I wound up ordering an Oyster Po Boy ($10.25) while Tami, another co-worker ordered a nice pasta salad. Gloria got a Prime Rib au jus sandwich while Ray Ray got a club sandwich, and Kathie got a salad. Mario also got an Oyster Po Boy like I did.
Noon comes, and we are on our way to lunch in a caravan. I drove in with Tami while the others went with Ray Ray and Kathie in their cars. Cocodries is located at the end of the Navarre Beach Cosway Bridge that Mom, Dad, and I took to Navarre Beach in December, so I was familiar with the area and could ride shotgun for Tami if needed. But we got to the restaurant without any trouble and made our way inside. Tami and I sat together at one table while everyone else scattered around one section of the restaurant. We had two waitresses who immdiately took our drink orders (Diet Pepsi for both Tami and me and water or iced tea for others since we weren't allowed to drink).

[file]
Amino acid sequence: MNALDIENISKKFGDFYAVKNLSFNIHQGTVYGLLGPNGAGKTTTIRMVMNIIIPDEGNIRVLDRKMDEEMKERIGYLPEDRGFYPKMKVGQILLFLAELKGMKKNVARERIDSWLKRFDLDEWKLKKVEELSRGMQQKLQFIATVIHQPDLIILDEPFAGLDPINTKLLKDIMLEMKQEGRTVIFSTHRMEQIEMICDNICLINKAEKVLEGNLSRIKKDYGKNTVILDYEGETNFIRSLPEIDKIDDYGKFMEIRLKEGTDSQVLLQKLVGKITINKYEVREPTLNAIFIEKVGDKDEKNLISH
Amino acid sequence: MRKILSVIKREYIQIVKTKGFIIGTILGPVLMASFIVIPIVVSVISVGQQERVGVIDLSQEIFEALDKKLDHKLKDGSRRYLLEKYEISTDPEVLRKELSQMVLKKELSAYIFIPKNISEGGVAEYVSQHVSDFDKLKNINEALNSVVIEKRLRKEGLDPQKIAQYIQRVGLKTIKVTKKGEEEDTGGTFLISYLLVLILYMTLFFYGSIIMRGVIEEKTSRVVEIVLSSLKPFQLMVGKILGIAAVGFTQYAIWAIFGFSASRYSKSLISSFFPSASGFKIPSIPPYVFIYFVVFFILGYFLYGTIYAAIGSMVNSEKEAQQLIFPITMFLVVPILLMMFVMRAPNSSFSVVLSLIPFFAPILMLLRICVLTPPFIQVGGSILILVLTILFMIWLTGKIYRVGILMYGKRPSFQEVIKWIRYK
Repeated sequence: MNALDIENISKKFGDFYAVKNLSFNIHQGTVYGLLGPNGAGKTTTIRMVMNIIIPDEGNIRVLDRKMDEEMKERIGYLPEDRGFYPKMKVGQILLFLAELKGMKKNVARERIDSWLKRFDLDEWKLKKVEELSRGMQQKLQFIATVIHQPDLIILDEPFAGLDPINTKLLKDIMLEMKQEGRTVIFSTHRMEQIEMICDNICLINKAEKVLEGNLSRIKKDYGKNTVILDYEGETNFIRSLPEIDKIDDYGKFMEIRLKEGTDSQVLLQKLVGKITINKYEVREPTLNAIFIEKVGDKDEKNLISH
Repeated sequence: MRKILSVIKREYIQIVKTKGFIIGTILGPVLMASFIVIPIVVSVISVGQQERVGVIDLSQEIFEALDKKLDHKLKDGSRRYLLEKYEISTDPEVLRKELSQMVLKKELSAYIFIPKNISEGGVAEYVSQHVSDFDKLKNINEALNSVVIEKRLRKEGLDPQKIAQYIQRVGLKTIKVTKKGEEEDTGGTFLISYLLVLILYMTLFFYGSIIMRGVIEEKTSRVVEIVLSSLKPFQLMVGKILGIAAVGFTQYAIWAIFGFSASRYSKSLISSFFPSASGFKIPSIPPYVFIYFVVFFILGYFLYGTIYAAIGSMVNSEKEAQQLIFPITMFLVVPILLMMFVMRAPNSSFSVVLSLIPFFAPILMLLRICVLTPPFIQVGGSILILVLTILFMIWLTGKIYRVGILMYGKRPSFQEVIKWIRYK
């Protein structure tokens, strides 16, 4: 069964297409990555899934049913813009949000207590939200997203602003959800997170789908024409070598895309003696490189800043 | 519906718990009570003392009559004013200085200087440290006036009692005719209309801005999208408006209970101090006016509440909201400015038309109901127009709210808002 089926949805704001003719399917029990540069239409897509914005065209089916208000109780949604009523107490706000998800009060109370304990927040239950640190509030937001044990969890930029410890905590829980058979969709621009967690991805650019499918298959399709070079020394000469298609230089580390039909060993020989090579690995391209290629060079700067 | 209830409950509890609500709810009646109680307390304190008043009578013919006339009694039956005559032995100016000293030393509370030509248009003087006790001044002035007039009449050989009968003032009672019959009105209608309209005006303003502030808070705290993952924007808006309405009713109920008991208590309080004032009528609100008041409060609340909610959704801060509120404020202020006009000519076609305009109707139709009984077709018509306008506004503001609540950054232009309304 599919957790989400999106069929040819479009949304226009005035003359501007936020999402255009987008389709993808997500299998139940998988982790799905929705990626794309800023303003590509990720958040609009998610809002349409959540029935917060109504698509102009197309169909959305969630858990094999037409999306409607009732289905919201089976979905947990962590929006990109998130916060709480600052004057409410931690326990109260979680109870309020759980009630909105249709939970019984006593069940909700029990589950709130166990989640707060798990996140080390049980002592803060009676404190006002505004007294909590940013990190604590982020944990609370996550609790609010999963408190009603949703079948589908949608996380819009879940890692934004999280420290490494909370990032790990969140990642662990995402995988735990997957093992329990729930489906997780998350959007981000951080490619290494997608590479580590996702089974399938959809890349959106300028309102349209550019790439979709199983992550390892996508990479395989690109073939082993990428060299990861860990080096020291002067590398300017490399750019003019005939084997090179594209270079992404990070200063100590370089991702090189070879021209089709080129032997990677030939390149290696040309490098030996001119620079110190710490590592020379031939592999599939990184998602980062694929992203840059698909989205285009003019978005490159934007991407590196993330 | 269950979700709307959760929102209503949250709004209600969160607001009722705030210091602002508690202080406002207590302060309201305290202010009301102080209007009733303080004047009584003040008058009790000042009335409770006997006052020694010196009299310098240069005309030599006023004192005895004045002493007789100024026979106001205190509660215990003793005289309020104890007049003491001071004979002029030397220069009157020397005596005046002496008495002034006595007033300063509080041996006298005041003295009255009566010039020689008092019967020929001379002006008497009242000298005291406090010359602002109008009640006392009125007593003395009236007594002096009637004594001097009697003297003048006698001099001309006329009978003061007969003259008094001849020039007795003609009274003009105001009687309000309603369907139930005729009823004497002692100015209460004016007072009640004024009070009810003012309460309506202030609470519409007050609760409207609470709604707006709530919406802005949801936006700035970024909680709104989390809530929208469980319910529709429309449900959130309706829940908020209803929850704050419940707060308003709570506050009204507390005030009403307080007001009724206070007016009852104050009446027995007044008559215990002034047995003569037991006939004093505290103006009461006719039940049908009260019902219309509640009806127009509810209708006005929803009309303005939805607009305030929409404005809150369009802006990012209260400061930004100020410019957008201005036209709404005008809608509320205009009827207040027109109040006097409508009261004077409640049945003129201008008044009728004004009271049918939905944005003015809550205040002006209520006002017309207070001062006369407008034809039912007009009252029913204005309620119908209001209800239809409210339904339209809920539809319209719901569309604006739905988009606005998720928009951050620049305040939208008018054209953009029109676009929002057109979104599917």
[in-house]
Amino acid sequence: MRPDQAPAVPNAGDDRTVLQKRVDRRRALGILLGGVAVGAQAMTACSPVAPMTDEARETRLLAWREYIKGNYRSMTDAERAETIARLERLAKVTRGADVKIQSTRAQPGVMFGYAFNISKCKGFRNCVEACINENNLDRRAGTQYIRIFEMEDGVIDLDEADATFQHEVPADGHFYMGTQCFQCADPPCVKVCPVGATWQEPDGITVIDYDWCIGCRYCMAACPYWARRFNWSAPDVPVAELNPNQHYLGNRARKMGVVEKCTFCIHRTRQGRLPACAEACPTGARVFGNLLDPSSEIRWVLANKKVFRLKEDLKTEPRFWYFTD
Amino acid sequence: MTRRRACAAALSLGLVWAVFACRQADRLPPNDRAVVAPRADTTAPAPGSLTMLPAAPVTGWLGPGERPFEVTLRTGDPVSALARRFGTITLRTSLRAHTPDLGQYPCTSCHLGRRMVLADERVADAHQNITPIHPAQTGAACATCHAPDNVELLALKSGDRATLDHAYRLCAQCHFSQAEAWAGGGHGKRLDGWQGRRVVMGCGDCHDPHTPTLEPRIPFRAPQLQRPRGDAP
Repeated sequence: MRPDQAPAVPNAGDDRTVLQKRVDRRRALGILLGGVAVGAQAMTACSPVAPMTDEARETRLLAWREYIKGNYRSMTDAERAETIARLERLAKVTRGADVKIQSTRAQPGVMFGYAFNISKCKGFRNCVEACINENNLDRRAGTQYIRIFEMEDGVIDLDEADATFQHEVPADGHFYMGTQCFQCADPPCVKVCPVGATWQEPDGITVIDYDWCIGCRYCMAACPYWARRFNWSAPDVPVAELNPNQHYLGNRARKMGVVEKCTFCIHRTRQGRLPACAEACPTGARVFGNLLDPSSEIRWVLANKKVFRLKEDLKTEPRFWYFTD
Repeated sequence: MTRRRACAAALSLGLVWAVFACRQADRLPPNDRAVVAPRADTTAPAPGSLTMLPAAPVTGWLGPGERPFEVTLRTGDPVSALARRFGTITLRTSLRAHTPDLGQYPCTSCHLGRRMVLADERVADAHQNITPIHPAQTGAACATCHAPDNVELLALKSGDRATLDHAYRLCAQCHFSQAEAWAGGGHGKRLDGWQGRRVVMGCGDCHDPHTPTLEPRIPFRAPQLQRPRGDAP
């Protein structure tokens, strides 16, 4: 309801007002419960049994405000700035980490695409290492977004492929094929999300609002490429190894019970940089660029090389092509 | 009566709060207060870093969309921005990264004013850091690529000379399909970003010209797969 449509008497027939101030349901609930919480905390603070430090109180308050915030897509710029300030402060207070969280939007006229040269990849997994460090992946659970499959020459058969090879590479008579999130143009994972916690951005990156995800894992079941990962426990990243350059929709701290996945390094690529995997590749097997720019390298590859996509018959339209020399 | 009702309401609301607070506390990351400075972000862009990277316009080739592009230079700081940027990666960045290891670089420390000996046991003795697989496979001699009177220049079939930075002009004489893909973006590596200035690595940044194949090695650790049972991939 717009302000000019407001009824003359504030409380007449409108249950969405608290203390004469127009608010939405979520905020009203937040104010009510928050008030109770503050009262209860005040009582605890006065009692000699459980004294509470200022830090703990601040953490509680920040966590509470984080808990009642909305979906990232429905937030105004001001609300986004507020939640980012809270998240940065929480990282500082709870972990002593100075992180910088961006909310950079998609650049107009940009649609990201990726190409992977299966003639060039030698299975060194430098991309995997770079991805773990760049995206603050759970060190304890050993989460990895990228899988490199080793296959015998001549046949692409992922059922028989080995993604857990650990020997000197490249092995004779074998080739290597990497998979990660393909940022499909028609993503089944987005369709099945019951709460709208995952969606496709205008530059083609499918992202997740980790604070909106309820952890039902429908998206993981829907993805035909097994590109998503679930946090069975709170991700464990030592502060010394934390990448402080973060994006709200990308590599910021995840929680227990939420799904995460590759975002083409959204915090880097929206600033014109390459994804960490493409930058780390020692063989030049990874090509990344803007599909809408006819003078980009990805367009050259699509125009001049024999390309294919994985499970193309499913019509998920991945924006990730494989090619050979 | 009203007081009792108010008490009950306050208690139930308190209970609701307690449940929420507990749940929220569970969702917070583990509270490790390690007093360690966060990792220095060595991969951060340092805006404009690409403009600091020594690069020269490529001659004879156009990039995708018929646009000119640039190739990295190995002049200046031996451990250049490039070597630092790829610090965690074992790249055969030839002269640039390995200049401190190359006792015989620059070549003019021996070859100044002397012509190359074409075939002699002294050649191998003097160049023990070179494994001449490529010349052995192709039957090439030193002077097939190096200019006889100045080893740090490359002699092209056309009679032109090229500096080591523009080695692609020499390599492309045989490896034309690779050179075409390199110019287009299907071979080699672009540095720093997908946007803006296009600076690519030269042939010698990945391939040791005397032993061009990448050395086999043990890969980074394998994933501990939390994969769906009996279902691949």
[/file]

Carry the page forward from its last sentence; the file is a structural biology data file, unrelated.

Tami and I are big dog lovers (she has 13 dogs with another two puppies on the way while I am spoiling the fur nieces Mocha and Dakota for the time) and spent the time waiting for our food talking about our zoos and families. Within 15 minutes our food was on the way to us, and everything looked great. My Oyster Po Boy was on a long roll with a huge portion of shoestring french fries seasoned with seasoned salt. Tami's pasta salad looked divine with feta cheese, olives, artichokes and other goodies that had me wishing I ordered that instead of the Po Boy. But my Po Boy was very good but I was having a heck of a time picking it up and eating it because the oyster chunks kept falling out of the bun. The sandwich had lettuce, tomatoes, and red onions on it which had me wishing for gum afterwards (I had to suffer with onion breath for the last two hours of the clinic and limited my talking for the time)! With tartar sauce for the Po Boy and fries, I had a meal fit enough for a queen, and I was very full after eating everything on my plate.